Born in Moscow, Russia on June 9, 1672, Peter the Great was a Russian czar in the late 17th century who is best known for his extensive reforms in an attempt to establish Russia as a great nation. He created a strong navy, reorganized his army according to Western standards, secularized schools, administered greater control over the reactionary Orthodox Church, and introduced new administrative and territorial divisions of the country.
Peter the Great was born Pyotr Alekseyevich on June 9, 1672 in Moscow, Russia. Peter the Great was the 14th child of Czar Alexis by his second wife, Natalya Kirillovna Naryshkina. Having ruled jointly with his brother Ivan V from 1682, when Ivan died in 1696, Peter was officially declared Sovereign of all Russia. Peter inherited a nation that was severely underdeveloped compared to the culturally prosperous European countries. While the Renaissance and the Reformation swept through Europe, Russia rejected westernization and remained isolated from modernization.
During his reign, Peter undertook extensive reforms in an attempt to reestablish Russia as a great nation. Peter overcame opposition from the country's medieval aristocracy and initiated a series of changes that affected all areas of Russian life. He created a strong navy, reorganized his army according to Western standards, secularized schools, administered greater control over the reactionary Orthodox Church, and introduced new administrative and territorial divisions of the country.
Peter focused on the development of science and recruited several experts to educate his people about technological advancements. He concentrated on developing commerce and industry and created a gentrified bourgeoisie population. Mirroring Western culture, he modernized the Russian alphabet, introduced the Julian calendar, and established the first Russian newspaper.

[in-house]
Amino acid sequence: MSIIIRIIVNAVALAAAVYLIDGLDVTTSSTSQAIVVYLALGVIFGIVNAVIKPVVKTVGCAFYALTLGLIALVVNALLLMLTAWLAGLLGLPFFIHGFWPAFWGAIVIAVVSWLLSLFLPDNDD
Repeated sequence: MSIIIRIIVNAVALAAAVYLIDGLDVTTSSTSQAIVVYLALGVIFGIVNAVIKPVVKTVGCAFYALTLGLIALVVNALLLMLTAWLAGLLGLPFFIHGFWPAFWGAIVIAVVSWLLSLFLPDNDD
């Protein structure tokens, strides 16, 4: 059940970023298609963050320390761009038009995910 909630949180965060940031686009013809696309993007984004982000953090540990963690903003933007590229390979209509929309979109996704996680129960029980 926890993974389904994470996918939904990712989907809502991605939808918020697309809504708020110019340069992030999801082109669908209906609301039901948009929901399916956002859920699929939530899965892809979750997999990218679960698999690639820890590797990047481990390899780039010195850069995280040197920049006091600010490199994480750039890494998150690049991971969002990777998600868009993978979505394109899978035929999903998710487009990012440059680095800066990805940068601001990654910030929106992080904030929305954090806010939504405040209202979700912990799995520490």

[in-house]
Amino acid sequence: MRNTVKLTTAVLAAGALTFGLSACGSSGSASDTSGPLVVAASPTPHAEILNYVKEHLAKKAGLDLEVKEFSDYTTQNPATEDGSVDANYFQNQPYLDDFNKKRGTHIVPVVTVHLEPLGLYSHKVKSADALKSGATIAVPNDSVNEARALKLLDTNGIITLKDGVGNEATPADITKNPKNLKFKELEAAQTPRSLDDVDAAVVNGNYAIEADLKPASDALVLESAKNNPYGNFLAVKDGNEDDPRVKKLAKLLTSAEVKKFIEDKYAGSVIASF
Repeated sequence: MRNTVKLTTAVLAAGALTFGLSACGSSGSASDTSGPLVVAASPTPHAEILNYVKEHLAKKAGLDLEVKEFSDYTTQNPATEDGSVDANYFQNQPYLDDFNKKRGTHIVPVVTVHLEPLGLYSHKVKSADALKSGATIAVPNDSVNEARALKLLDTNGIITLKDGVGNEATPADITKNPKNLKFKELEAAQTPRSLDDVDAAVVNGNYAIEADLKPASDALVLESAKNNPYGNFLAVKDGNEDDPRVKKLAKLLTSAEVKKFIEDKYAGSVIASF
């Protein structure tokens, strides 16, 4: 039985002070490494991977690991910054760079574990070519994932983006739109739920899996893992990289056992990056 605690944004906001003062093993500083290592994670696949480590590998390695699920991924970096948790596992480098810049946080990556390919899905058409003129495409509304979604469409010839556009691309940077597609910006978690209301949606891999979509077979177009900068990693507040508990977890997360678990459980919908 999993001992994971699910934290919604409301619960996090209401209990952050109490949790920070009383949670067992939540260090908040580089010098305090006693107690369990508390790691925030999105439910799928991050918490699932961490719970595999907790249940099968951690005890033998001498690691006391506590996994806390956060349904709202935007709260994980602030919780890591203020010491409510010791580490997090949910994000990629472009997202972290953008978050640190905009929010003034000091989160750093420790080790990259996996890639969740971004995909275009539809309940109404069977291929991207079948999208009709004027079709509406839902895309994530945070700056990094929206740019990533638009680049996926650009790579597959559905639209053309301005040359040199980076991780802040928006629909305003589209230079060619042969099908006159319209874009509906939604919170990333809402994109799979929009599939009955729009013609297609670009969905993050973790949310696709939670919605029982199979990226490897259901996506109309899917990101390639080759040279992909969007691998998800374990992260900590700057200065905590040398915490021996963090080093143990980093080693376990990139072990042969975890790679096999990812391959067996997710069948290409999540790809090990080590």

Peter was a far-sighted and skillful diplomat who abolished Russia's archaic form of government and appointed a viable Senate, which regulated all branches of administration, as well as making, groundbreaking accomplishments in Russia's foreign policy.
Peter acquired territory in Estonia, Latvia and Finland; and through several wars with Turkey in the south, he secured access to the Black Sea. In 1709, he defeated the Swedish army by purposely directing their troops to the city of Poltva, in the midst of an unbearable Russian winter. In 1712, Peter established the city of St. Petersburg on the Neva River and moved the capital there from its former location in Moscow. Shortly after, St. Petersburg was deemed Russia's "window to Europe."
Shortcomings and Death
Under Peter's rule, Russia became a great European nation. In 1721, he proclaimed Russia an empire and was accorded the title of Emperor of All Russia, Great Father of the Fatherland, and "the Great." Although he proved to be an effective leader, Peter was also known to be cruel and tyrannical. The high taxes that often accompanied his various reforms led to revolts among citizens, which were immediately suppressed by the imposing ruler. Peter, a daunting 6 1/2 feet tall, was a handsome man who drank excessively and harbored violent tendencies.
Peter married twice and had 11 children, many of whom died in infancy. The eldest son from his first marriage, Alexis, was convicted of high treason by his father and secretly executed in 1718. Peter the Great died on February 8, 1725, without nominating an heir. He is entombed in the Cathedral of Saints Peter and Paul, located in in St. Petersburg.
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